Evidence would suggest that, at least for some individuals, no amount of campaigning, explanation, or undeniable proof would be sufficient to prompt behavior change surrounding vaccines in general and the COVID-19 vaccine in particular. For those open to understanding the necessity for vaccines, a strategy led by family physicians and public health professionals could improve the number of vaccine recommendations and awareness available to the public. To provide accurate information to prompt behavior change, several aspects of media messaging should be embraced, including clear messaging on the benefits of vaccines both individually and to the community (Riordon et al., 2021). As mentioned previously, some of the most effective health campaigns that targeted diseases such as lung cancer have utilized brief first-person interviews with patients at the end of life. These were a stark reminder of the eventuality of tobacco use, and such “in your face” presentations are highly effective (Kim et al., 2020). Such displays could include various points of patient care, including interviews with individuals diagnosed with COVID-19, those who have survived ventilation, and family members of COVID-19 patients who did not survive the disease (Airhihenbuwa et al., 2020). The media presentation of the critical necessity of vaccination and other aspects of healthcare should not be underestimated (Ngonso & Chukwu, 2021).
As previously summarized, HBM examines beliefs about health issues, benefits of addressing these issues, perceived barriers to addressing these health issues, and the person’s ability to apply self-efficacy initiated through a cue to action. Media made personal and understandable on the dangers of unvaccinated persons may challenge mistaken beliefs about the seriousness of the health issue. Personal interviews with individuals who have been vaccinated, and more importantly, those who refuse vaccines and were hospitalized with COVID-19, and testimony from surviving family members of patients who died from COVID-19 may address the benefits of vaccination. Making vaccination sites convenient and offering a wide range of hours during which time the population can receive vaccines, along with public health nurses who can come to individual homes to vaccinate, will significantly decrease the perceived barriers to obtaining the vaccine, taken in entirety of this approach may well prompt cues to action for those who are open to the possibility of vaccination. As stated previously, those determined to place politics and ignorance ahead of science and society are unlikely, even when leaders within their political parties change and speak in favor of vaccination (Mukhtar, 2021; Wood & Schulman, 2021).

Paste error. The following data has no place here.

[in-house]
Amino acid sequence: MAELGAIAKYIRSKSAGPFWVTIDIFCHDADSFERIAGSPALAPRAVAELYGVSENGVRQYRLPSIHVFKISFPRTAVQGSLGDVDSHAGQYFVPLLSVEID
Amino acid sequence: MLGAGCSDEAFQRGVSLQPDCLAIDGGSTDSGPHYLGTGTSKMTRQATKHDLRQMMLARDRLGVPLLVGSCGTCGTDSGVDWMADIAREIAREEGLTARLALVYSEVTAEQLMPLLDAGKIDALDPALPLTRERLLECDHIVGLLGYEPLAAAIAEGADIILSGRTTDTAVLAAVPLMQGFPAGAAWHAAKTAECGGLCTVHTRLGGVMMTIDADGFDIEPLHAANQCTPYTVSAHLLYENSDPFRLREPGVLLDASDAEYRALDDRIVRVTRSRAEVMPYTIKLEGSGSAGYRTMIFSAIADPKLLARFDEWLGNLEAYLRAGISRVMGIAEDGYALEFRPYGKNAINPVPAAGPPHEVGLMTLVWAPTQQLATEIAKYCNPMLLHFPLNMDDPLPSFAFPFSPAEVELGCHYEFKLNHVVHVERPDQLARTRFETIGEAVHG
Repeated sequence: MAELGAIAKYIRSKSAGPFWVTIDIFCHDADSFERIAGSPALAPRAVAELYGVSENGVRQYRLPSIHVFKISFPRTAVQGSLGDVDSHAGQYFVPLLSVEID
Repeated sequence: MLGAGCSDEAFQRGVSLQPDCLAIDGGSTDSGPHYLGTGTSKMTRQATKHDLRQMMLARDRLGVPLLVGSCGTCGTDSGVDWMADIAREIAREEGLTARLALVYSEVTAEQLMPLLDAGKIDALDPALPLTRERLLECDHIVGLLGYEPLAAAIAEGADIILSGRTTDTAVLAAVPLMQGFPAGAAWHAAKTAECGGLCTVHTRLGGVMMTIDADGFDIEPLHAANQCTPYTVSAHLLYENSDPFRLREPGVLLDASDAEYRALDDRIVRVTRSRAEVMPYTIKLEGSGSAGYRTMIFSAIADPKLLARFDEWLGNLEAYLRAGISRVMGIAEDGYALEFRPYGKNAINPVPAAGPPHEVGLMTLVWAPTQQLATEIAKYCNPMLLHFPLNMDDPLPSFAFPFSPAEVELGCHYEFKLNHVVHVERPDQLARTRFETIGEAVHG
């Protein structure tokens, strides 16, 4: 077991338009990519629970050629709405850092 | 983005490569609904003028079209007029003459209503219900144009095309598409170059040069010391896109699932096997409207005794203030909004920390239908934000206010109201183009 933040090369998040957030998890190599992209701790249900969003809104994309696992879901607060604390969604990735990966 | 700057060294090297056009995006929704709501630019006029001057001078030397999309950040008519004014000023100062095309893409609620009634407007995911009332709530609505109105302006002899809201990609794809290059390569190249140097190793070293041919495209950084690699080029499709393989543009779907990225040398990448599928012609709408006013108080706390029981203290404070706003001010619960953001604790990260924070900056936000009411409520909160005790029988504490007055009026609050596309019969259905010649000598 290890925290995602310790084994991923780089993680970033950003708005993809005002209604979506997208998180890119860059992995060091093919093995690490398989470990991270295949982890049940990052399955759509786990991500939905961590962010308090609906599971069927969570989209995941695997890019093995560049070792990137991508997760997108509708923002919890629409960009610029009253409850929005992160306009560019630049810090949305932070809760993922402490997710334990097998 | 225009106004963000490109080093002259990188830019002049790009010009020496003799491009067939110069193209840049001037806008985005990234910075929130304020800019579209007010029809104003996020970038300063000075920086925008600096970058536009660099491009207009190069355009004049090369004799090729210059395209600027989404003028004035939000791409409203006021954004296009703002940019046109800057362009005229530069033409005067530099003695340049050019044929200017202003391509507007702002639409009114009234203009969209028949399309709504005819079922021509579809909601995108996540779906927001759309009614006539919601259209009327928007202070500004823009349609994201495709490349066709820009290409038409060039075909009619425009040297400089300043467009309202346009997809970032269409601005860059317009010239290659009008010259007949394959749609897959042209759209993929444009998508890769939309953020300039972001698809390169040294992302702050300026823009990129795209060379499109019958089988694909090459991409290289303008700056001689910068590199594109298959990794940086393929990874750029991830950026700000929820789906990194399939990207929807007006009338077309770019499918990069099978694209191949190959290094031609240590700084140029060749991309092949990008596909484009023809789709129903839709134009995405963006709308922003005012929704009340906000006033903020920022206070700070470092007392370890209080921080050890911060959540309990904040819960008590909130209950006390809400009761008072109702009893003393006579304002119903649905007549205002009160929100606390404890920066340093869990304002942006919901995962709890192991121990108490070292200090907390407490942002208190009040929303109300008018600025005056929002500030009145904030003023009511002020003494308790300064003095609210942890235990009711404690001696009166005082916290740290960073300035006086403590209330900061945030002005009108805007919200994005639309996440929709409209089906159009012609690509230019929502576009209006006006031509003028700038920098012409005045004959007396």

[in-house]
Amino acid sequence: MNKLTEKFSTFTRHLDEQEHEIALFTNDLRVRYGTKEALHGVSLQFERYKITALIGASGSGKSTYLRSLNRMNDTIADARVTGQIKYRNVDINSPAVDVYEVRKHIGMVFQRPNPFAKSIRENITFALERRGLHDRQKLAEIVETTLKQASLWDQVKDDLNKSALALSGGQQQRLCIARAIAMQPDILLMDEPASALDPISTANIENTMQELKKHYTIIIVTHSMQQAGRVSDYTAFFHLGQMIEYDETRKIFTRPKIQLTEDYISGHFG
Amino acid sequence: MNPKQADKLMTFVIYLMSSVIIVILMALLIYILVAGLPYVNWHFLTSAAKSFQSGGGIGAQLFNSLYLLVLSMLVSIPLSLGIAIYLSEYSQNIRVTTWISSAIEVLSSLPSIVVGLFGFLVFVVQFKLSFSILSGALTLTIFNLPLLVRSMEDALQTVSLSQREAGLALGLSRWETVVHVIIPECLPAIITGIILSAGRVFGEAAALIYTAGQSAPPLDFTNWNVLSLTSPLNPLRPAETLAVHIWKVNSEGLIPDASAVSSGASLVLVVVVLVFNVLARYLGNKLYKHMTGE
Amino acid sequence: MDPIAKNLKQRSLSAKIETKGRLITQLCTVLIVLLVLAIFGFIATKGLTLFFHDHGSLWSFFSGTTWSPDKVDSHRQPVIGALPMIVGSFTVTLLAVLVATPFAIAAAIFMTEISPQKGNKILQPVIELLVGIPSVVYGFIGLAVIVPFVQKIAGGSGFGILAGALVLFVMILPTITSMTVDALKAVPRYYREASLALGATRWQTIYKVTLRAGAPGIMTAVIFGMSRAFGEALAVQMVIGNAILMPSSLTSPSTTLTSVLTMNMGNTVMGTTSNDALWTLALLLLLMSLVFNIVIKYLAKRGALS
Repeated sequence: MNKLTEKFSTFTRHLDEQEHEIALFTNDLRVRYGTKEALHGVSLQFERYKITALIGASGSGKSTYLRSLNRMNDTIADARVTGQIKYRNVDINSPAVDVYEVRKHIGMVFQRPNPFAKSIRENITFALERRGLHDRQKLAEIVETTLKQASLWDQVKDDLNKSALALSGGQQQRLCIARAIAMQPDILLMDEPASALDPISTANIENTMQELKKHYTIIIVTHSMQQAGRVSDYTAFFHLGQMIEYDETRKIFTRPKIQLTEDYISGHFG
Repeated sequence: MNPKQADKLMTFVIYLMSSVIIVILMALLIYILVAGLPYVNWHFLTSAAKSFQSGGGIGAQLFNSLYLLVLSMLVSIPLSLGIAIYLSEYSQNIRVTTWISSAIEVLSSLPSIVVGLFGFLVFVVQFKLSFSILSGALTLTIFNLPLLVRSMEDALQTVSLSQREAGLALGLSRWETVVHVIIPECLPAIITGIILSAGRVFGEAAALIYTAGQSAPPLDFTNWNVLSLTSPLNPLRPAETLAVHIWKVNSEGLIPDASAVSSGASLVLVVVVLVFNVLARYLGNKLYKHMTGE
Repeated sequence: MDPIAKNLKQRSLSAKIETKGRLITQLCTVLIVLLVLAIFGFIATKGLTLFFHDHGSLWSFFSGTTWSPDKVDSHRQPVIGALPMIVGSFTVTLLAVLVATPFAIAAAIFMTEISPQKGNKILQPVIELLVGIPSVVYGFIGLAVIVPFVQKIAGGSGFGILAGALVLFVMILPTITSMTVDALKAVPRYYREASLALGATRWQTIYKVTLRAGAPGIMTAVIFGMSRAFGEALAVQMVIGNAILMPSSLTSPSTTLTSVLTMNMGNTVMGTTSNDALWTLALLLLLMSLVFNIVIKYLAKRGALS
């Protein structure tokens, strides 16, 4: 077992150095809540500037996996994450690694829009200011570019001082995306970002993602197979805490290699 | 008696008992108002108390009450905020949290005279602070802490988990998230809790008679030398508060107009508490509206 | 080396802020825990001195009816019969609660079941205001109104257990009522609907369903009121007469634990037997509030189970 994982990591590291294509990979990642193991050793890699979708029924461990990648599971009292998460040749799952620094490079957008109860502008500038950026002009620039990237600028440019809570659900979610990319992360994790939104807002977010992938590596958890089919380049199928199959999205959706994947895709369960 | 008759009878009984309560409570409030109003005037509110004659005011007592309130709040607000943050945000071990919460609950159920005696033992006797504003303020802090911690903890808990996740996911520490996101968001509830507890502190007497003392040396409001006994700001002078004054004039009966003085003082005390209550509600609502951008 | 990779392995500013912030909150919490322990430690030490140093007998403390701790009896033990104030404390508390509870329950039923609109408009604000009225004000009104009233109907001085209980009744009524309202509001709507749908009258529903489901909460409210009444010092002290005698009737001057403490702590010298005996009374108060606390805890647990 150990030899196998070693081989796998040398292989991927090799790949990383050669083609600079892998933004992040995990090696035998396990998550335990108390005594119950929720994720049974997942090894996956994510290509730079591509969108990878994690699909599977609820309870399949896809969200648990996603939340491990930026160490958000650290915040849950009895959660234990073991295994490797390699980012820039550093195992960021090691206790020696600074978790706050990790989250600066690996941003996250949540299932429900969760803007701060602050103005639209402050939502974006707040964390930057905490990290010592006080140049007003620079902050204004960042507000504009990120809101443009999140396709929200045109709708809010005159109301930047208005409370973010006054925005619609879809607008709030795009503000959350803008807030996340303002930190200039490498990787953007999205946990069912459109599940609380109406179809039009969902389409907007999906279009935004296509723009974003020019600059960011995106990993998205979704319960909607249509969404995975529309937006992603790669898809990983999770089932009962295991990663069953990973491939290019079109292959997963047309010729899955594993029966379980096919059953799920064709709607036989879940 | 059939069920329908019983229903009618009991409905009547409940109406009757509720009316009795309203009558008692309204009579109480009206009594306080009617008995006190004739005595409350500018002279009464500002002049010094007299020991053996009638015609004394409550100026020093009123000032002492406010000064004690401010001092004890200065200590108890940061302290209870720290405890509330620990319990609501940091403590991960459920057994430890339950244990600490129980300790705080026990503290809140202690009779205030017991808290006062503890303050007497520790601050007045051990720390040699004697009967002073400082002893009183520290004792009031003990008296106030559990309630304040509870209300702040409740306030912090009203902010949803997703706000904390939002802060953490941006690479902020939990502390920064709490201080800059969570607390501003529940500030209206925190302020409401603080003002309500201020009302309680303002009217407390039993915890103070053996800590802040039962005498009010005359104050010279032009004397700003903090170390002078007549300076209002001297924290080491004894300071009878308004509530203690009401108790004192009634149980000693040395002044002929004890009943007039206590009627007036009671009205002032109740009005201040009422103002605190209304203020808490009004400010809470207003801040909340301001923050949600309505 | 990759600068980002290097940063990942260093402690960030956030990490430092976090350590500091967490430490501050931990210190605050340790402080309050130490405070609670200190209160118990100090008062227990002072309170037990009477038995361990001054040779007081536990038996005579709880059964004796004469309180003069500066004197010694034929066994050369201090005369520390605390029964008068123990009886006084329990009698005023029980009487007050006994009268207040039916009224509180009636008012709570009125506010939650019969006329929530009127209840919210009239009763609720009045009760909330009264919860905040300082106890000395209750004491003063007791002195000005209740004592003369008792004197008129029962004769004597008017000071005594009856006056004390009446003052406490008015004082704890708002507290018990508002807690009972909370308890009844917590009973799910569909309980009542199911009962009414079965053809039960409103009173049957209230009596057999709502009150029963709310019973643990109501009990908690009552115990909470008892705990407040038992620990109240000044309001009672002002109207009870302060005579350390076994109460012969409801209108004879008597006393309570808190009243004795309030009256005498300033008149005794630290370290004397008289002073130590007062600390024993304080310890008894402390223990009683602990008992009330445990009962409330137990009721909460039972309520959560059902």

Using the health belief model may prove highly effective and efficient when improving vaccine rates, particularly among most adults concerning the COVID-19 vaccine. At the same time, those individuals who see themselves as victims of a conspiracy surrounding healthcare in general and vaccination, in particular, are unlikely to be swayed by applying any framework that challenges current entrenched beliefs. The reasons are both simple and complex and are based on the understanding that viewpoints outside their own are personal attacks (Mukhtar, 2021). Evidence suggests that regardless of how the subject is approached, due to the politicization of COVID-19, and public health in general, some people identify so totally with a political agenda that they see any uncomfortable thought as a personal attack. They feel the need to defend, and when that does not provide an adequate response, evade. According to researchers (Ali & Davis-Floyd, 2020; Newton, 2020), many people, particularly those of extreme political beliefs, are so entrenched in their convictions that they may feel both mental and physical pain when attempting to modify them. Using various tests, including MRI, scientists (Georgiou et al., 2021; Gordon et al., 2019) found that some individuals operate through a process known as disconfirmation, where a theory or construct can be challenged without any evidence to the contrary. In the study using functional MRI, when convictions were challenged, part of the brain involved in self-identity and emotion were most active, suggesting that entrenched beliefs are unlikely to be changed without first-hand events so significant that the individual’s self-identity must first disintegrate to allow expansion or change (Kaplan et al., 2016). When combined with the cognitive bias where people with a low ability to understand a subject overestimate their ability to understand it, known as the Dunning Kruger effect (Brant, 2020), results in at least some among the population who will not be persuaded by any behavior change framework that does not include either severe personal trauma to themselves or a loved one. For some, not even then.